Guest Post: Dr. Kate Dent on “Lawfare in South Africa”

Today’s post is a very interesting addition to Lawfire’s growing collection of scholarship on the phenomena of lawfare.  The popular version of it mostly relates to armed conflict in some way, and we discussed it recently (“Yes, there is consensus that ‘lawfare’ exists…but America still needs a strategy for it”).  That context is becoming ever more complex as illustrated by Eric Chang’s post last month where he discusses how international investment law can become a tool of lawfare (“Ukraine’s Lawfare Strategy May Help in Deterring Further Russian Plans for Invasion”).

Increasingly, however, we are seeing yet more varieties of lawfare.  Today’s author, Dr. Kate Dent, who received her PhD from South Africa’s University of Cape Town in December, is emerging as one of the world’s leading experts on an important permutation of lawfare, that is, how it can impact the judiciary.  The University of Cape Town News describes her work this way:

“The rise of ‘lawfare’ in South Africa, or the judicialisation of politics, threatens not only the judiciary but democracy too. University of Cape Town (UCT) graduate Kate Dent’s PhD thesis explores the phenomenon, the legitimacy of courts to act in a political role – and the inherent dangers for the country when accountability is at large.”

The News adds:

“She describes lawfare as “a growing reliance on adjudicative means for clarifying and settling highly contentious political questions”. This has become part of the South African zeitgeist, she said. Although her thesis focuses on the years between 2009 and 2020, the topic is red hot; and a moving target for a Constitutional Law researcher.”

As the News points out, this a “red hot” topic in South Africa, but as you read Kate’s essay, ask yourself these questions: is this form of lawfare unique to South Africa?  Or is it something we may be seeing elsewhere, even in the U.S.?   

It’s great to see talented scholars wrestling with the dimensions of lawfare, and I urge you to read Kate’s very thoughtful analysis so you can be up-to-date on the latest thinking!*

Lawfare in South Africa


Dr. Kate Dent

It is by now well established that lawfare as a concept has evolving usage and plasticity understood by the context in which it is used.  The permutation of ‘lawfare’ as it has come to be known in South Africa, springboards off the term as coined by Comaroff and Comaroff:

…lawfare might also be a weapon of the weak, turning authority back on itself by commissioning courts to make claims for resources, recognition, voice, integrity, sovereignty.…the displacement of the political into the legal or the turn to the courts to resolve an ever greater range of wrong.

Lawfare has become the overarching term to describe the judicialization of politics – what Ran Hirschl expounds as “a growing reliance on adjudicative means for clarifying and settling fundamental moral controversies and highly contentious political questions”.

Traces of lawfare

Elements of lawfare as ‘politics by other means’ can be found in both South Africa’s oppressive history and in its transition to constitutional democracy. The architecture of apartheid utilized the violence of the law.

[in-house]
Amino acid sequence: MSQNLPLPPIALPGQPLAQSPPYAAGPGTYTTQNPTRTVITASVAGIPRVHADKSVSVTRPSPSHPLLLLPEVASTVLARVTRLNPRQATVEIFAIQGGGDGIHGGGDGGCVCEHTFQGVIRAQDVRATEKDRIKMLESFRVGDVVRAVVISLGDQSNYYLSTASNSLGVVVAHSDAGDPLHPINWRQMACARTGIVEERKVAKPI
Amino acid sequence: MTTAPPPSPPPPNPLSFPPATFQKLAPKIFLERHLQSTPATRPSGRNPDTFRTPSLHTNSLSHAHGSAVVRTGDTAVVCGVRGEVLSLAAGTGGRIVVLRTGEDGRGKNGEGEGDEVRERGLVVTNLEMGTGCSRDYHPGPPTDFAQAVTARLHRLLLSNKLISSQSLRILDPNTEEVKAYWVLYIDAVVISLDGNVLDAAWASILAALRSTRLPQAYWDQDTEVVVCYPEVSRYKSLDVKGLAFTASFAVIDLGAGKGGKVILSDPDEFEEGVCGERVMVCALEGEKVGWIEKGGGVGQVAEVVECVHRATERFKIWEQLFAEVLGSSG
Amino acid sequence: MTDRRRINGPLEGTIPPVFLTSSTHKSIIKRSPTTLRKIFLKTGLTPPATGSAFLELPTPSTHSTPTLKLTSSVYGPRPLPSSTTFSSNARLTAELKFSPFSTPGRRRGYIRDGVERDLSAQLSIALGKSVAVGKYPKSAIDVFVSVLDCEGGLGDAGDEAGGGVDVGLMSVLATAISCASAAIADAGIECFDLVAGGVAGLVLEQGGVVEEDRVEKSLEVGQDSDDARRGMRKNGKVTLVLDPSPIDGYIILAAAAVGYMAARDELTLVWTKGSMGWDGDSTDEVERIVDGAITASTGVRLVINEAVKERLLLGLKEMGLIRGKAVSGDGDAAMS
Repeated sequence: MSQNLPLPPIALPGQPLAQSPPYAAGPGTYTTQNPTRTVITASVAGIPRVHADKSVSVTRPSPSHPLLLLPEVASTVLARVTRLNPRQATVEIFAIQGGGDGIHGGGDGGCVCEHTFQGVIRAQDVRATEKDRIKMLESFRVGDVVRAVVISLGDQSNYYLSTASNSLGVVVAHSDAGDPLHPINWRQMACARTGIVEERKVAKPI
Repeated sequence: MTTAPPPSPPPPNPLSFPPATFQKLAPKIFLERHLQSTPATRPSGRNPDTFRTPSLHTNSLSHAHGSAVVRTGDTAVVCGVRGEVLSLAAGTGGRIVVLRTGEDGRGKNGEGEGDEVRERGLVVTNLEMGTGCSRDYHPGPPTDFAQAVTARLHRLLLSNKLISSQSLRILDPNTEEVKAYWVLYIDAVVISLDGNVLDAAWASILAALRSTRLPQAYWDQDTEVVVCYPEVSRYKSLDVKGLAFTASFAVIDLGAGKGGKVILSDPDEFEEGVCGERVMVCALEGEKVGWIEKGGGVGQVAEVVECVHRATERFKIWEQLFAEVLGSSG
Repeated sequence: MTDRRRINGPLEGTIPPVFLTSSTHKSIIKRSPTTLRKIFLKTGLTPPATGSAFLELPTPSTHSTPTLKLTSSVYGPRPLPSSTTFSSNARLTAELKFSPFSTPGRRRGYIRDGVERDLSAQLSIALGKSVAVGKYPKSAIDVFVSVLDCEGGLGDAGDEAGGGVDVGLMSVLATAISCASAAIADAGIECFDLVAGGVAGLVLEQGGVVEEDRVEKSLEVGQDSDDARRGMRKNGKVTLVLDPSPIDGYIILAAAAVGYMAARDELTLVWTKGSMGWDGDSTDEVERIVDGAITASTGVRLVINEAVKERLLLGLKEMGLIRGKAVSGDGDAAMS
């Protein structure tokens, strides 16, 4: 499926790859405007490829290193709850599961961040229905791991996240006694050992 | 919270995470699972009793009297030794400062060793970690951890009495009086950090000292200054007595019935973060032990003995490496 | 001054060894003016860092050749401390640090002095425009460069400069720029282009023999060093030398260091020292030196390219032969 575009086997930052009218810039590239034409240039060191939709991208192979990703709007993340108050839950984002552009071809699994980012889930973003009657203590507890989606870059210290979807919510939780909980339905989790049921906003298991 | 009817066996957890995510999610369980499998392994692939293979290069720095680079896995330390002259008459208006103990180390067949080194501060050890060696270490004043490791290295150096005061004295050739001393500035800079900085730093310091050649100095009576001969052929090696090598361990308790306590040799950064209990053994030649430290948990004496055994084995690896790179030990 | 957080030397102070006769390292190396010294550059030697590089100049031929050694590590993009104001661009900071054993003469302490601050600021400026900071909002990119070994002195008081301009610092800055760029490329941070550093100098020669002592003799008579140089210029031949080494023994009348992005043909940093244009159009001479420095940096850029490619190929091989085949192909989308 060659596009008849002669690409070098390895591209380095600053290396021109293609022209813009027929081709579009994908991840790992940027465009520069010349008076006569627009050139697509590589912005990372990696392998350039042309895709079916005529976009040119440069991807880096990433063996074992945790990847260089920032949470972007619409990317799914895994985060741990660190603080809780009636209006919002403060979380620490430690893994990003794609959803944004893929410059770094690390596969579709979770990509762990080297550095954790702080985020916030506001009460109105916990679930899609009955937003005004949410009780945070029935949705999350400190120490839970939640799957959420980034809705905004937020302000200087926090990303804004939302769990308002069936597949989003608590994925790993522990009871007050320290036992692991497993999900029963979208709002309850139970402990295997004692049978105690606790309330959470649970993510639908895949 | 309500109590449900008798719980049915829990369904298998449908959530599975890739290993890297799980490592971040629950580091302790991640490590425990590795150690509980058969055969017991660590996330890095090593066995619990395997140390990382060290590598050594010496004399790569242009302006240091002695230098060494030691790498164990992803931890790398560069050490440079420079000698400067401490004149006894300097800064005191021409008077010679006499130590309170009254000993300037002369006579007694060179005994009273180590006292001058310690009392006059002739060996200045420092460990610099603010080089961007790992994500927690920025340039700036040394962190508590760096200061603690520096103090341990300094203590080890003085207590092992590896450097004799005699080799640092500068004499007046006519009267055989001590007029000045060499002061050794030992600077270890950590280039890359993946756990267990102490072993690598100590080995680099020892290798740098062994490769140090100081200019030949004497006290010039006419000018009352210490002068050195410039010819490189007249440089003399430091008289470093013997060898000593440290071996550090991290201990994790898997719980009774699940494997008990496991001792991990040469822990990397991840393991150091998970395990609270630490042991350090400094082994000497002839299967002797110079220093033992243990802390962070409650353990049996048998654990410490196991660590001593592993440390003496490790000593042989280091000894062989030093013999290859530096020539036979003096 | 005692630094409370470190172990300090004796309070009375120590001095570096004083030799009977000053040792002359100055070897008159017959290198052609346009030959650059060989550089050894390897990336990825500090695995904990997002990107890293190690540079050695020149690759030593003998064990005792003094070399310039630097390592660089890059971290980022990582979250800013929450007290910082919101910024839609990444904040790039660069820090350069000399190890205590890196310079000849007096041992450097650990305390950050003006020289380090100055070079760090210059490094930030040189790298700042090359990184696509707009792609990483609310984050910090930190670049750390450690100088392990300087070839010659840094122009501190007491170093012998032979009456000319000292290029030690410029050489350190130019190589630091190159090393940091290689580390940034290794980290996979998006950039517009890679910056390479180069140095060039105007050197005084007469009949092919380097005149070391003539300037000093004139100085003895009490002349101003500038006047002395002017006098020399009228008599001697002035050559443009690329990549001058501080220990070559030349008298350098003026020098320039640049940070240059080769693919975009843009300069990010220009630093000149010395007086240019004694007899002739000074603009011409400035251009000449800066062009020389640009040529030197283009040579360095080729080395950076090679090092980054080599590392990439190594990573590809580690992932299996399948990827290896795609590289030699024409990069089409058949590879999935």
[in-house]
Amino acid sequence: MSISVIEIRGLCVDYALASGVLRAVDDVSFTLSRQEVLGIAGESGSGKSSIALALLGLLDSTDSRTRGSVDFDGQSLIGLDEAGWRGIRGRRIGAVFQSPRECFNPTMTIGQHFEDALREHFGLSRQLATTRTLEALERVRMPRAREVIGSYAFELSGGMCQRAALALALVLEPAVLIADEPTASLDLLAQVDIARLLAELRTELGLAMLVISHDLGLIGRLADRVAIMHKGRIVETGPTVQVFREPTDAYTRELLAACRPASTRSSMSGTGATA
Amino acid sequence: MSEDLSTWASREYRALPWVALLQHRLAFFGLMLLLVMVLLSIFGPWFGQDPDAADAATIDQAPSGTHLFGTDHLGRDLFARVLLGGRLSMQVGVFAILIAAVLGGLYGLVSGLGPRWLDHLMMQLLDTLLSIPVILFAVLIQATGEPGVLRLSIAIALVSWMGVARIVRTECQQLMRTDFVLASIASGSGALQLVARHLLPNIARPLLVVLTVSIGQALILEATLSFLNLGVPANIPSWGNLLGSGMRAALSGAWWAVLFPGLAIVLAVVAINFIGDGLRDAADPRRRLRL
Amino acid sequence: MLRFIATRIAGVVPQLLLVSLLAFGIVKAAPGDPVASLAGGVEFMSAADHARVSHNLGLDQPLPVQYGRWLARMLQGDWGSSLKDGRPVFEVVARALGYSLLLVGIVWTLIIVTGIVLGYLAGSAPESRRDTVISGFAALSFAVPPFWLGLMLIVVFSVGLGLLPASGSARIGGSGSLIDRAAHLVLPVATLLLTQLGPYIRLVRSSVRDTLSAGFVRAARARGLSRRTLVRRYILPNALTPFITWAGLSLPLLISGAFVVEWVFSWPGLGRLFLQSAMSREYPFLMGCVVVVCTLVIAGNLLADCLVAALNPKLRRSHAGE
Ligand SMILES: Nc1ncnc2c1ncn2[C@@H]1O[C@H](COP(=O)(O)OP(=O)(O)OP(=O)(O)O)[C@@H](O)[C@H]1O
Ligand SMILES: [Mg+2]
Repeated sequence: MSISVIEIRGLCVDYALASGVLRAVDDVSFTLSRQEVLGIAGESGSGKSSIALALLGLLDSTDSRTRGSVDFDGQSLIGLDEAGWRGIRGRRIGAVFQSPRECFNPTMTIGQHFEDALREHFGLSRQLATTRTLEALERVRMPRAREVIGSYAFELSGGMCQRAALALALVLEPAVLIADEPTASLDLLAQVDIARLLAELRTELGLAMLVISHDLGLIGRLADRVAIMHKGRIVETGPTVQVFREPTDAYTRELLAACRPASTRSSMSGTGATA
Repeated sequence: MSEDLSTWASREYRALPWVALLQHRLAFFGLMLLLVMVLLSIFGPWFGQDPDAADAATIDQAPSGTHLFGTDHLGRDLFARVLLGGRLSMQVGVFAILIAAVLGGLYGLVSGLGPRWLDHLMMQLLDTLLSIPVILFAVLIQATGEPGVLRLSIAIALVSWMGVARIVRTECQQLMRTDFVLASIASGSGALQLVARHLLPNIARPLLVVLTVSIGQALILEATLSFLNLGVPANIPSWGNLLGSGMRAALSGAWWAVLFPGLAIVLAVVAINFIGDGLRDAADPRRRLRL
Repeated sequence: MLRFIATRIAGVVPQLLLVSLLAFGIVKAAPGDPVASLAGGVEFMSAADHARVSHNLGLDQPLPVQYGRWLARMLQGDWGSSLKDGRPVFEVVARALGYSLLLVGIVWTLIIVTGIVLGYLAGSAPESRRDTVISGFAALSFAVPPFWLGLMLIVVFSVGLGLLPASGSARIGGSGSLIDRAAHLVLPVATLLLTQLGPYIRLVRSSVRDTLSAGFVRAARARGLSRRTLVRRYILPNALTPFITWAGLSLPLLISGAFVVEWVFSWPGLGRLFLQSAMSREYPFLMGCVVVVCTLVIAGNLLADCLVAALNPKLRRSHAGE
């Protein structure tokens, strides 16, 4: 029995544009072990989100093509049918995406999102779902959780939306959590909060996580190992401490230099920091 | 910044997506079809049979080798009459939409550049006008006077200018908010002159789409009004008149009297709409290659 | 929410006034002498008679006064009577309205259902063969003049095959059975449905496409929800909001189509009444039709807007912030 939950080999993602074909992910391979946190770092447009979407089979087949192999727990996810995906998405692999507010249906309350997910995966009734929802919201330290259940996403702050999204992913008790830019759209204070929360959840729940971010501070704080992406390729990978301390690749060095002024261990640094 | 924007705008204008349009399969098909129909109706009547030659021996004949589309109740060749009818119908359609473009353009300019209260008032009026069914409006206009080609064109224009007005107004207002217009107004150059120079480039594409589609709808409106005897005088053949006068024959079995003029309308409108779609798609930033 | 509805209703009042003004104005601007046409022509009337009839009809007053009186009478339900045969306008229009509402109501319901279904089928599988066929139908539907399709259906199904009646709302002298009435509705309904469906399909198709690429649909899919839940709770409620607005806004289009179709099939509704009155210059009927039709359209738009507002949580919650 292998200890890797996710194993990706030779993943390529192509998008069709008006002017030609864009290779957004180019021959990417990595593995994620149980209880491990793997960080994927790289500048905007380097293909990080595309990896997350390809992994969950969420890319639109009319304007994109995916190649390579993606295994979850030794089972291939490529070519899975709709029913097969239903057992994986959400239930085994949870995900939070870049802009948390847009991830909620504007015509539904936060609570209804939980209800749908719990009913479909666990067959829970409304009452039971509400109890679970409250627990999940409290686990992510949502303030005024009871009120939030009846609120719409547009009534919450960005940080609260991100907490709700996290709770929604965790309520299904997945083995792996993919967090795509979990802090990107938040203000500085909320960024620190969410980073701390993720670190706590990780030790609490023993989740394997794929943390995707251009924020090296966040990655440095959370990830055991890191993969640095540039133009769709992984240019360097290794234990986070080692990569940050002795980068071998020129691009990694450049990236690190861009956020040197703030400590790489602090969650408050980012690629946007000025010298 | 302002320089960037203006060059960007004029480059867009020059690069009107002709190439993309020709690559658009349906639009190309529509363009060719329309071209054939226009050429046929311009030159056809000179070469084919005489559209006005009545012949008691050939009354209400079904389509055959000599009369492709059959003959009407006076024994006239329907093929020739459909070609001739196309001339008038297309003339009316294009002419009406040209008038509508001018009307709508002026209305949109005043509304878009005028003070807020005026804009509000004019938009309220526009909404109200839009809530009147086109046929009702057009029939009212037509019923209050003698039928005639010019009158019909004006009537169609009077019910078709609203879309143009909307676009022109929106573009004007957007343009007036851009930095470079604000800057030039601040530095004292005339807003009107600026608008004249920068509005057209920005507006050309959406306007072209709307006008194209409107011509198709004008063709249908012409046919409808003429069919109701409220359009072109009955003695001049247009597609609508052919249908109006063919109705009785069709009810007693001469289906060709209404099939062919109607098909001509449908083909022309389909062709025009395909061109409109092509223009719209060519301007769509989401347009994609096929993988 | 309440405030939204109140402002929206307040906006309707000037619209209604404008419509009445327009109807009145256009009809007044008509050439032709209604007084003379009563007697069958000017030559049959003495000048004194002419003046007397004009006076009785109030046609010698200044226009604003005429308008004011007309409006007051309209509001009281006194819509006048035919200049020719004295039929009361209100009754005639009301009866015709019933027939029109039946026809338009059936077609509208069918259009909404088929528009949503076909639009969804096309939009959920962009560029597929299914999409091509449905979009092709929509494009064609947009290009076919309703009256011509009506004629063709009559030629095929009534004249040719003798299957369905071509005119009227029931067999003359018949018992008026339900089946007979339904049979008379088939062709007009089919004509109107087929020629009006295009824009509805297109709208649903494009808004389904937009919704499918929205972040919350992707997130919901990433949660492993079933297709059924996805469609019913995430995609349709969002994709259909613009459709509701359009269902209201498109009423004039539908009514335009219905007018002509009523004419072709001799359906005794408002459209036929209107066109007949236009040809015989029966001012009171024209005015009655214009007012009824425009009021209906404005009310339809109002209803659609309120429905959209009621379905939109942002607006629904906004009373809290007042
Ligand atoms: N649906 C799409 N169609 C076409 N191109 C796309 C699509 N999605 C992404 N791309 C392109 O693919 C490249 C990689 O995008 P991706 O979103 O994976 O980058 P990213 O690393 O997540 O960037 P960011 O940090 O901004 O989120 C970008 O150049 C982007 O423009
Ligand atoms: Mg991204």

Rule by law, however, made power vulnerable to law – which allowed the court to be used as a site of struggle by the resistance movement.

Transitioning into democracy, political reconstruction through constitutionalism that included a strong judiciary with wide review powers gave a clear arena and a shared language to contest politics through the Court. 

Lawfare’s duality

South African judicial political dynamics highlight a duality to lawfare. Lawfare can be both an abusive manipulation of the law and a last resort.

Abusive lawfare tactics are identified as bad faith applications designed to obstruct, delay, and hide behind the legal process in attempts evade responsibility.  Most often lacking cogent legal argument, multiple interlocutory objections are made to ‘run out the clock’.  Former President Jacob Zuma has avoided criminal prosecution since 2008 through these Stalingrad tactics.

In a different sense, lawfare is the judicialization of politics caused by the breakdown of politics. Resort to the Court is caused by the failure of the other branches of government to fulfil their assigned constitutional role.

Operating as a dominant party democracy under the African National Congress (ANC), South Africa experiences institutional imbalance. State and party are one and the same.  Loyalty is to party, not to the People or the Constitution.  As a result, the Legislature is willfully delinquent in holding the Executive accountable. This has fostered a culture marked by state capture, rampant corruption, and widespread institutional failings. 

Non-judicial mechanisms for accountability have been disregarded, efforts at oversight met with impunity, and institutions designed to support democracy have been hollowed out. Opposition parties and civil society organizations are left with little recourse but to appeal to the Court to be a constitutional bulwark when the State engages in unconstitutional and unlawful actions.

Lawfare as the “last line of defense'”

In this sense, lawfare is being used as a last line of defence, as a vehicle of accountability when political avenues fail.

Judicial involvement in this context is needed to uphold the integrity of the constitutional system as a whole – consistent with the courts role as upper guardian.

The Constitutional Court in the last 10 years has been asked to rule on parliamentary procedure to remove a president, transparency in political party funding, the presidential power of appointment and the power of the Public Protector to hold the President accountable.

In June 2021, the Constitutional Court held Zuma in contempt and sentenced him to 15 months in prison for defying a court order to appear before the Zondo Commission investigating State Capture.

The ruling precipitated violent looting, unrest and attempts at insurrection in parts of the Country.

A “dangerous space for the Court”